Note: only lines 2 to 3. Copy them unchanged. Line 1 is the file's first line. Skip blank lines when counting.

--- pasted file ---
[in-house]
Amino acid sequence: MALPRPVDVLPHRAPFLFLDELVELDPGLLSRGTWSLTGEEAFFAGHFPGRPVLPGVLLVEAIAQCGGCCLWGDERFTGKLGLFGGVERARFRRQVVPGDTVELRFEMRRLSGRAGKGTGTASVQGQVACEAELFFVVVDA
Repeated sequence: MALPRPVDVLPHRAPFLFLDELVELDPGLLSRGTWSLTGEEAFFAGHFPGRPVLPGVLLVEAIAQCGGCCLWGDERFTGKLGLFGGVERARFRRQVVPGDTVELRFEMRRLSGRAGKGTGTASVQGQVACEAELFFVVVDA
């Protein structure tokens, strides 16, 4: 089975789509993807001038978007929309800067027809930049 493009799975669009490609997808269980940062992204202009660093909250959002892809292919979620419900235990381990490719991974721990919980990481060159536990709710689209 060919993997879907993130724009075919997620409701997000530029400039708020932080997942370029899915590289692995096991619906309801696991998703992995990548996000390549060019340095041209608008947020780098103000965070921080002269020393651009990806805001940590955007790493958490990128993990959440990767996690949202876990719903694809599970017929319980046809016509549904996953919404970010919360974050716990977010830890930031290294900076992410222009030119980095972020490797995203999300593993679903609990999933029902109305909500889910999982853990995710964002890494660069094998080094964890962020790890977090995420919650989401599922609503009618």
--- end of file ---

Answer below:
Amino acid sequence: MALPRPVDVLPHRAPFLFLDELVELDPGLLSRGTWSLTGEEAFFAGHFPGRPVLPGVLLVEAIAQCGGCCLWGDERFTGKLGLFGGVERARFRRQVVPGDTVELRFEMRRLSGRAGKGTGTASVQGQVACEAELFFVVVDA
Repeated sequence: MALPRPVDVLPHRAPFLFLDELVELDPGLLSRGTWSLTGEEAFFAGHFPGRPVLPGVLLVEAIAQCGGCCLWGDERFTGKLGLFGGVERARFRRQVVPGDTVELRFEMRRLSGRAGKGTGTASVQGQVACEAELFFVVVDA